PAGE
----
Fernanda Trindade da Rosa’s childhood sparked a lifelong passion in immunology research and teaching.
Thousands of miles away in southern Brazil, Fernanda Trindade da Rosa grew up in a small, thriving agricultural community. Little did she know then that her upbringing would lead to training, degrees, and a career in animal health.
She soon realized the endless possibilities of One Health that go beyond the scope of animal health. This is when she narrowed her focus to dig deeper into new solutions that will benefit animal, human and ecosystem health.
Her journey now brings her far from home to Amarillo; a community where agriculture also thrives. After years of sharpening her skills and knowledge, she brings her passion to the Texas Tech University School of Veterinary Medicine in Amarillo (SVM) as an assistant professor of immunology. She began her duties on Jan. 3.
“‘Purpose without priority is powerless.' This quote has been part of my life and I felt this energy when I first visited the TTU SVM,” Fernanda Rosa said. “I'm delighted to be part of such a team where everyone's priority is to positively impact the student's career path from day one. I'm excited to see in a few years from now the future outstanding professionals who will graduate from this School, as well as I'm grateful to be part of their journey.”
Fernanda Rosa has an integrative background where she specifically enjoys researching nutrition, inflammation and molecular techniques, and has worked with many different species. Her distinctive set of skills are so applicable to practice of One Health.
For Fernanda Rosa, Amarillo is the perfect place for her research as she looks forward to collaborating with other experts at the Texas Tech University Health Science Center in Amarillo (TTUHSC). There also are numerous livestock operations in the area that will allow her to truly sink her teeth into discovering One Health solutions.
Beyond being an outstanding scholar, she has a burning desire to mentor students and pass on the knowledge she has gained over the years. She brings that same level of energy to Texas Tech to teach and train those who have a passion in research and discovery.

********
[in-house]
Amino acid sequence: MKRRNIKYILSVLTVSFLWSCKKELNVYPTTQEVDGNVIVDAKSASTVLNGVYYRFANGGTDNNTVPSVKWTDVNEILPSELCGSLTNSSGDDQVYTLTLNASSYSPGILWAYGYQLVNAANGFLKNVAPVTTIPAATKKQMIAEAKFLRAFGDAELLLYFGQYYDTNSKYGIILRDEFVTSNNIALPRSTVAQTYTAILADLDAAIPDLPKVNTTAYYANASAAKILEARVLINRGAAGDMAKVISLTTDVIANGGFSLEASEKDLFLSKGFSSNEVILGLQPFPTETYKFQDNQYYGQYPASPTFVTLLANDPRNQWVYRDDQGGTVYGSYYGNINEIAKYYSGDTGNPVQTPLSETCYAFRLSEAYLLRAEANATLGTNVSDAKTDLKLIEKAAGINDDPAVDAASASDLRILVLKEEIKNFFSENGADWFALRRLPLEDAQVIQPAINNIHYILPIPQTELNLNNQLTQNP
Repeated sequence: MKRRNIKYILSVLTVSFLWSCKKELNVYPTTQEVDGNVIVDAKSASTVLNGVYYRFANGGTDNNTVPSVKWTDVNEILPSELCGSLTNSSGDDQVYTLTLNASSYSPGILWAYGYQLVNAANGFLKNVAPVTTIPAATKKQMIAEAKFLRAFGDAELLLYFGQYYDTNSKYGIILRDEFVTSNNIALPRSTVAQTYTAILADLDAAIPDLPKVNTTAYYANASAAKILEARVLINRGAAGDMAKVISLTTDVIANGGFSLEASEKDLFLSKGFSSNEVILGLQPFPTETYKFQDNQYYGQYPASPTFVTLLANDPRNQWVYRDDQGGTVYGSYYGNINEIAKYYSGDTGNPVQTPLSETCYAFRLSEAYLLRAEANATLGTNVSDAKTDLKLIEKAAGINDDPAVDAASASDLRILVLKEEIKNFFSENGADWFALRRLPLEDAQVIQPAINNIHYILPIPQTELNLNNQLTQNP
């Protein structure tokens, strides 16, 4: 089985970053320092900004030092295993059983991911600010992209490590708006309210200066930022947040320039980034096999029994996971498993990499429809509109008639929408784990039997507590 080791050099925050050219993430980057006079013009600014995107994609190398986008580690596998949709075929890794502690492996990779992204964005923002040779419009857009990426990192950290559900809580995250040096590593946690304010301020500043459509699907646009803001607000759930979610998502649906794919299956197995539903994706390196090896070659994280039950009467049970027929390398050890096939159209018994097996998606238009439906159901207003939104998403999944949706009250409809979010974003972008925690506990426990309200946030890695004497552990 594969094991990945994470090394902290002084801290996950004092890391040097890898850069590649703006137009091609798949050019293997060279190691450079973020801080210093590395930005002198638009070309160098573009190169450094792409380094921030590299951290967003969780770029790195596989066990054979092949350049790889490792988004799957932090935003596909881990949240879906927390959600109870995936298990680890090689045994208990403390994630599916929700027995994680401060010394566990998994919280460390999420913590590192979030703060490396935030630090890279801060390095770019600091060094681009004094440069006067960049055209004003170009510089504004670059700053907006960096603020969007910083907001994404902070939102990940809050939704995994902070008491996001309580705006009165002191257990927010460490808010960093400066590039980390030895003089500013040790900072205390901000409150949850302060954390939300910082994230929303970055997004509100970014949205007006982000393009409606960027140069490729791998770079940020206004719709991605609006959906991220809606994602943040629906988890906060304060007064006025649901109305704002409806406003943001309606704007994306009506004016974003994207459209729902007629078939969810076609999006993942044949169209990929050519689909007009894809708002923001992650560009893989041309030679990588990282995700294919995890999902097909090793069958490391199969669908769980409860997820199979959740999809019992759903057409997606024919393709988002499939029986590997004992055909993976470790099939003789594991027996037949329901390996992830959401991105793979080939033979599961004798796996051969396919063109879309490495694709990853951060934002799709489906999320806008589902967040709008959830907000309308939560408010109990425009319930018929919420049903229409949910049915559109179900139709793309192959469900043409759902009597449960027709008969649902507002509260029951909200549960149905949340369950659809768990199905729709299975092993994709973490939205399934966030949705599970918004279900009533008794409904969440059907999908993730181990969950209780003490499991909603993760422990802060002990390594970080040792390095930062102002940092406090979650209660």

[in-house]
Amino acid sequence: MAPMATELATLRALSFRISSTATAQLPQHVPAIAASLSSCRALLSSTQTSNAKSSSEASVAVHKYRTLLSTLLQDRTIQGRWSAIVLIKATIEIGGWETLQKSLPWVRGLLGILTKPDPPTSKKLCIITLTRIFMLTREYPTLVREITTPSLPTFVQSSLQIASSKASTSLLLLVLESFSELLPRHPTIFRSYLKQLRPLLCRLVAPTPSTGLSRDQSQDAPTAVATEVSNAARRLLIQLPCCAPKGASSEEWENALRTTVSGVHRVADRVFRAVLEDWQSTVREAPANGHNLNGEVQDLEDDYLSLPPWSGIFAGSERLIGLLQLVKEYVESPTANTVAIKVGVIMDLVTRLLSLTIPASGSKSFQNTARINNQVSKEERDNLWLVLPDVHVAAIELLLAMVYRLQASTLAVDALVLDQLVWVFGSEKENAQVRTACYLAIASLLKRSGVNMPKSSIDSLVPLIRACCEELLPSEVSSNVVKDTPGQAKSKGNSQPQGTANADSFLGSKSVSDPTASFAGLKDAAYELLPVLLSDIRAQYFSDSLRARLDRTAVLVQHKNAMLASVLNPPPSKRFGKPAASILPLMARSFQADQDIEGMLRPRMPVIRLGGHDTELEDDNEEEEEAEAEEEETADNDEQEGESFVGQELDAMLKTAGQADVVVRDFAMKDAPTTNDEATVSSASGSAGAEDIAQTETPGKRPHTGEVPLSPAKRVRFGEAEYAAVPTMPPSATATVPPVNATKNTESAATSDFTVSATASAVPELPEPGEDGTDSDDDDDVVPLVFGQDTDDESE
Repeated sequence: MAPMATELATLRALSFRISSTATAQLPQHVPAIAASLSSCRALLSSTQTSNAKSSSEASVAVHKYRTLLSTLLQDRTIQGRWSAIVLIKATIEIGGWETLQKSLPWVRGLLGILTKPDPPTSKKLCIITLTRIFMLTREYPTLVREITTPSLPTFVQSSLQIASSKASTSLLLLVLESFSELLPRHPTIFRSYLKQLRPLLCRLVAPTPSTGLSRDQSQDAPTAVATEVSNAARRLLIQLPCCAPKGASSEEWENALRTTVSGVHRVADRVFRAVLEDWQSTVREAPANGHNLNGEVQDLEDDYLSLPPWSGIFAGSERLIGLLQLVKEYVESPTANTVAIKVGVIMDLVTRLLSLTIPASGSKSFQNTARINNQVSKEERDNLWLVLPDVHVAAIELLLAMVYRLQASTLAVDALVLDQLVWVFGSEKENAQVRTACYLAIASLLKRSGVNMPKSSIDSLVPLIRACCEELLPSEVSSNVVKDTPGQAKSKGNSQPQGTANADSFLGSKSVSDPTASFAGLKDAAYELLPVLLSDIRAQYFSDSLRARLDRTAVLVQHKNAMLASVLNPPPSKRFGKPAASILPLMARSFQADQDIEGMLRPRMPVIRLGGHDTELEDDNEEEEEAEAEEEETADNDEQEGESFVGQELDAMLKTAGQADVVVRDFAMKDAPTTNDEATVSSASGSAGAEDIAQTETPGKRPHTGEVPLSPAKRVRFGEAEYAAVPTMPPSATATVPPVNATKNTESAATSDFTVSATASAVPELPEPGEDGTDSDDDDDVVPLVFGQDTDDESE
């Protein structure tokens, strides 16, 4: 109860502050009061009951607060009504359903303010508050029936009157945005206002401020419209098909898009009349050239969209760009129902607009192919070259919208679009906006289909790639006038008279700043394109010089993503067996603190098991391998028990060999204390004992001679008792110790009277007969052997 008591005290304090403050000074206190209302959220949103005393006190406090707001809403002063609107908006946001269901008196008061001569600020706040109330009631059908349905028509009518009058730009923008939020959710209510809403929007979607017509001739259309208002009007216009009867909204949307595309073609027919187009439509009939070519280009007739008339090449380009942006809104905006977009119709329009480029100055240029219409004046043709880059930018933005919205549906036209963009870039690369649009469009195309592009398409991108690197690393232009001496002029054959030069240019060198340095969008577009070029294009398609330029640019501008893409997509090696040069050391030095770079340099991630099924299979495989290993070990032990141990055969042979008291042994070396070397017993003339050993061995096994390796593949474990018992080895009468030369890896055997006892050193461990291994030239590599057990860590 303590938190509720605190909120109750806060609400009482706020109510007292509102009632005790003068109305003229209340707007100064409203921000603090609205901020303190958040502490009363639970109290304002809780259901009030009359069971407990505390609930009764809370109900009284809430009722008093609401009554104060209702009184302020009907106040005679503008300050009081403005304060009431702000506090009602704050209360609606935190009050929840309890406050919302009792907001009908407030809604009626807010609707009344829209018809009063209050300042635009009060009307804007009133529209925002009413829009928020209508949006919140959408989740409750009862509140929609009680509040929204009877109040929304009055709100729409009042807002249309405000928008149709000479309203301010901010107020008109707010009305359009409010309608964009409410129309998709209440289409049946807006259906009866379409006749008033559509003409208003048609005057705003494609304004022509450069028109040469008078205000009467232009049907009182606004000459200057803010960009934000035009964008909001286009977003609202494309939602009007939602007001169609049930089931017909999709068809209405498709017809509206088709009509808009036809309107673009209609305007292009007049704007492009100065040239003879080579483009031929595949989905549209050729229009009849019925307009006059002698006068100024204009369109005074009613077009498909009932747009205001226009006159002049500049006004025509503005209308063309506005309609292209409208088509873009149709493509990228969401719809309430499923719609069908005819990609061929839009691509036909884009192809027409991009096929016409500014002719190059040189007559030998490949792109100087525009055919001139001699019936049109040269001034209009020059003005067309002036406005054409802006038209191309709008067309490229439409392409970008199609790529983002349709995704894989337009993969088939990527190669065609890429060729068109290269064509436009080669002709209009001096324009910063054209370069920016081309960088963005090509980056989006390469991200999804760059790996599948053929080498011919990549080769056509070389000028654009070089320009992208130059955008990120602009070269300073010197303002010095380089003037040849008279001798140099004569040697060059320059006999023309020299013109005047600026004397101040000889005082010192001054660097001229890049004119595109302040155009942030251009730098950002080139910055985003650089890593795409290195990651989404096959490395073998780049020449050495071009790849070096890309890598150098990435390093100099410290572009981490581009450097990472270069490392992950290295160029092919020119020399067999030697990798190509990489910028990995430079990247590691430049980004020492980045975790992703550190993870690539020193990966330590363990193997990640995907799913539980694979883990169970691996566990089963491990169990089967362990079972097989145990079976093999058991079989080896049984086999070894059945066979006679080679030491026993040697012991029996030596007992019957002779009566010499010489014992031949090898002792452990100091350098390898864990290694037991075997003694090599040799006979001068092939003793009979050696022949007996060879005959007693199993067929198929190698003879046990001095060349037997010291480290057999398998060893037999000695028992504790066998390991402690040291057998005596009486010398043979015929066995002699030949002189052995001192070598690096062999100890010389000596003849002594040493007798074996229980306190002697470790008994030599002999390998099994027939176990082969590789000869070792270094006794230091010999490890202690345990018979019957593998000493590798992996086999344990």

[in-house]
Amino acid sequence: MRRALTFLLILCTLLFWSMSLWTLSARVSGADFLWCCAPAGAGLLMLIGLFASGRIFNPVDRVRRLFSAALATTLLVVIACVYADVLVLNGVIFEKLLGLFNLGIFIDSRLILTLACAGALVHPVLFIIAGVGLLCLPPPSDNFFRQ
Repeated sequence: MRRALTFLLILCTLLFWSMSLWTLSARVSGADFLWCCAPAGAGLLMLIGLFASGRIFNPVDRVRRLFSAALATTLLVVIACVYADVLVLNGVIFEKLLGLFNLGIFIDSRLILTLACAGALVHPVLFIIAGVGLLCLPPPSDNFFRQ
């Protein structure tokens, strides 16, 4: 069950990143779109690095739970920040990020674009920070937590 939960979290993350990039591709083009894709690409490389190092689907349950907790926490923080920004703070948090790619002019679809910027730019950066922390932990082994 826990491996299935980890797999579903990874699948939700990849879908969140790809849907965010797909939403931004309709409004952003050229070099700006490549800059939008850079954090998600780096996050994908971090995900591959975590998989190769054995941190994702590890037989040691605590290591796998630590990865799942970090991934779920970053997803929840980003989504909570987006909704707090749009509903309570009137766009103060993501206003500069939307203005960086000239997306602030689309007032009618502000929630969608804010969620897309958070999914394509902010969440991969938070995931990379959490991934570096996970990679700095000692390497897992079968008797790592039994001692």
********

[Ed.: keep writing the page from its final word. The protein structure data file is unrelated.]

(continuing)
“All of us have heard so much about the importance of immunity over the past 2 years,” said Guy Loneragan, dean of the School of Veterinary Medicine. “Dr. Rosa's expertise in immunity and nutrition will pay dividends to as she discovers ways to understand and improve ways to promote health and productivity, and fend off disease. We are so thrilled that she joined our School and our community here in Amarillo.”
Fernanda Rosa began her career as an intern at the Mammalian NutriPhysioGenomics Laboratory at the University of Illinois. She was intrigued by how certain nutrients can play a significant role in systemic infection, and this is when she became fascinated with nutritional immunology.
However, it wasn't until receiving her master's and doctorate degrees that she began to interweave her training as an animal scientist with human health. This was the defining moment for her to begin focusing her research on One Health.
Fernanda Rosa joins the SVM after completing her postdoctoral research fellowship at the Nutritional Immunology Laboratory at the University of Arkansas for Medical Sciences. While there, she acquired high-quality training in One Health.
“Dr. Rosa's work on the gut microbial composition and immune response during infancy is critical in answering the importance of nutrition and metabolism in infant development,” said Thu “Annelise” Nguyen, associate dean for research and professor of toxicology. “She will develop a research program that will utilize animal models and in vitro experiments to investigate biological mechanism involved in diet-associated effect on the immune system. We are delighted to have her developing this research program here at the SVM.
She earned her bachelor's degree in animal science from Federal University of Pelotas, Brazil, in 2014, and her master's degree in animal science at Oregon State University in 2016. Three years later, she graduated from South Dakota State University with her doctorate in biological sciences.
She is a member of the Society for Experimental Biology and Medicine, American Society for Nutrition, the Honor Society of Agriculture Gamma Sigma Delta, American Dairy Science Association and the American Society of Animal Science.
Fernanda Rosa joins a growing and vibrant team of faculty and staff at the SVM. The school welcomed its first class in August 2021, and she is thrilled to begin working with faculty and students to help them make new research discoveries that will benefit Texas, the nation and the world.
About the School of Veterinary Medicine
Thanks to the generosity of Amarillo and communities across Texas and the commitment of legislators from around the state, the Texas Tech University School of Veterinary Medicine in Amarillo was established in 2018. In March 2021, the school was granted the all-important status of Provisional Accreditation from the American Veterinary Medical Association (AVMA) Council on Education (COE) and welcomed its first cohort of students in August 2021.
The School of Veterinary Medicine recruits and selects students with a passion to serve rural and regional communities. Its curriculum is focused on the competencies and skills necessary for success in practice types that support these communities. Texas Tech University's innovative and cost-efficient model partners with the wider community of veterinary practices across the state to provide clinical, real-world experiential learning.